Well, the City Journal’s pretty far out on the right (sometimes a little nutty, resuscitating compassionate conservatism?), so you likely know where you’ll end before you begin.
What it seems Kirsch defends are forms of transcendentalism (i.e. Plato’s World Of Forms, or the possibility of knowledge beyond experience) against Raymond Geuss’s idealism, neo-Marxism and Leninism (as Kirsch has him: narrow-mindedly analyzing who has the power and the means of production).
From Plato’s Republic, Kirsch raises Plato’s extensive discussion with Thrasymachus:
“When one looks at justice clearly, Thrasymachus insists, he finds that it’s nothing but the disguise worn by power: “I proclaim that justice is nothing else than the interest of the stronger.”’
There are likely many who think like Thrasymachus among us. In fact, we have all probably found ourselves thinking like this at times…
However, Kirsch implies that Geuss is not even as consistent as Thrasymachus:
“The unjust is lord over the truly simple and just: he is the stronger, and his subjects do what is for his interest, and minister to his happiness, which is very far from being their own,” Thrasymachus says…
It follows that the only logical course for any human being is to try to be happily unjust, rather than simple—that is, stupid—and just.’”
Join in the game, or be a useless crank or a coward? Bottle it all inside like Thrasymachus and then when you see Socrates discussing the idea in public, unleash all of your anger at such an idealistic fool? Or maybe like Geuss, you put it all in your philosophical idealism and encourage others to overthrow a common enemy? Kirsch ends with:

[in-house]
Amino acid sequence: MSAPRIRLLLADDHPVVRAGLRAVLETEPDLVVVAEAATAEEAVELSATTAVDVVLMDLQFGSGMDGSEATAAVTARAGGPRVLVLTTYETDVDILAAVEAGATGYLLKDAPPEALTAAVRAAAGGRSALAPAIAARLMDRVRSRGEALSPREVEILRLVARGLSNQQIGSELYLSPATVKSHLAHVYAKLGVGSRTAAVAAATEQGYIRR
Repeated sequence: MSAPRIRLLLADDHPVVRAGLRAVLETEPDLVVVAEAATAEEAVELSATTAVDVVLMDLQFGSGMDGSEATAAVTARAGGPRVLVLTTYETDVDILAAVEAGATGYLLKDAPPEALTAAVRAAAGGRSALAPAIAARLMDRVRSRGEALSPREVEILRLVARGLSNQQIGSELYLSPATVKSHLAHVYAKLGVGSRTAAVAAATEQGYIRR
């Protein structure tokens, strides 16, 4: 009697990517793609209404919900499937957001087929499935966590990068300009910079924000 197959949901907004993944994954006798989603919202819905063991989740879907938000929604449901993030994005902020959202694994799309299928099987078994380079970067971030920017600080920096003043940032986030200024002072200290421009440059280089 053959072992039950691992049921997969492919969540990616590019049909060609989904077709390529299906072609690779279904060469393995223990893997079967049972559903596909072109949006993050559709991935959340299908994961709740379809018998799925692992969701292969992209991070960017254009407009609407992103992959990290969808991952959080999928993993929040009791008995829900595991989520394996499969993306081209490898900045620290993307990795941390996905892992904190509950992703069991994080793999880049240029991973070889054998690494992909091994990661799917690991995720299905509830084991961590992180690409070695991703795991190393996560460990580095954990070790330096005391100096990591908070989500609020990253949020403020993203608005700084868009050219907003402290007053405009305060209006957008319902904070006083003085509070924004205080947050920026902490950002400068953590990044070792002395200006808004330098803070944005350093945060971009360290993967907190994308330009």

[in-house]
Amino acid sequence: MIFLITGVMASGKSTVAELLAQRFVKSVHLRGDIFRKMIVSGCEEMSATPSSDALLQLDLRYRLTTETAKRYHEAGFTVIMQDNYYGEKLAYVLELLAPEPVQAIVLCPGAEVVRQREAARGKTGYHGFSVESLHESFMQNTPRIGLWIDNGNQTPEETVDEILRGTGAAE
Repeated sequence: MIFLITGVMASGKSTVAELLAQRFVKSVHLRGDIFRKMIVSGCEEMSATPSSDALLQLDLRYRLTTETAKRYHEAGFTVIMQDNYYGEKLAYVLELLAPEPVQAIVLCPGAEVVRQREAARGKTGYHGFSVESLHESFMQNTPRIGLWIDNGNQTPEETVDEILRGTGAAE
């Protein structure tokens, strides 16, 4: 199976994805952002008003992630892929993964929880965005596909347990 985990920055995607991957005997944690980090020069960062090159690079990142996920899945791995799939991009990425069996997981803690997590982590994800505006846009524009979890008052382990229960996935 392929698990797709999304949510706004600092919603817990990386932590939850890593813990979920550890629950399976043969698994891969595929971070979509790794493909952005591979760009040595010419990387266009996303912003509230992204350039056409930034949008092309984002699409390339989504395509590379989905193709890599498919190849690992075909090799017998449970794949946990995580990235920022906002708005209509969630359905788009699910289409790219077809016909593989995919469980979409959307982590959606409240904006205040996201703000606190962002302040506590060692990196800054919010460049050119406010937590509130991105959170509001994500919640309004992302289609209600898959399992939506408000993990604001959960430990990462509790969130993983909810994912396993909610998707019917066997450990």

“The world of Thrasymachus is a war of all against all, in which the powerful will always win. If Geuss does not want to inhabit such a world—and who does?—he should acknowledge that the inquiry into the nature of justice, which has occupied philosophers from Socrates to Rawls, is not an ideological trick, but the necessary beginning of all attempts to make the world more just.”
Not a bad point, though I’m already sympathetic to the theme.
Just A Thought-Of course “justice” is not merely a code for “social justice” and the neo-marxists, feminists and postmodern American left. Obviously, it’s a central concept to the church. The origin of many of our laws comes from the moral thinking of the church and the assumption of transcendance (it comes from God, and God is outside of us). These laws, in turn, protect many of our freedoms.
Here is a quote from John Locke that could be quite relevant to someone like, say, Dr. Martin Luther King…who obviously thought about the nature of justice quite often:
“For wherever violence is used, and injury done, though by hands appointed to administer Justice, it is still violence and injury, however colour’d with the Name, Pretences, or Forms of Law, the end whereof being to protect and redress the innocent, by an unbiassed application of it, to all who are under it; wherever that is not bona fide done, War is made upon the Sufferers, who having no appeal on Earth to right them, they are left to the only remedy in such Cases, an appeal to Heaven.”
See Also: Just because the law comes from a belief in a transcendant God doesn’t necessarily follow that one can’t be moral, law-abiding, and Godless: Martha Nussbaum Channels Roger Williams In The New Republic: The First Founder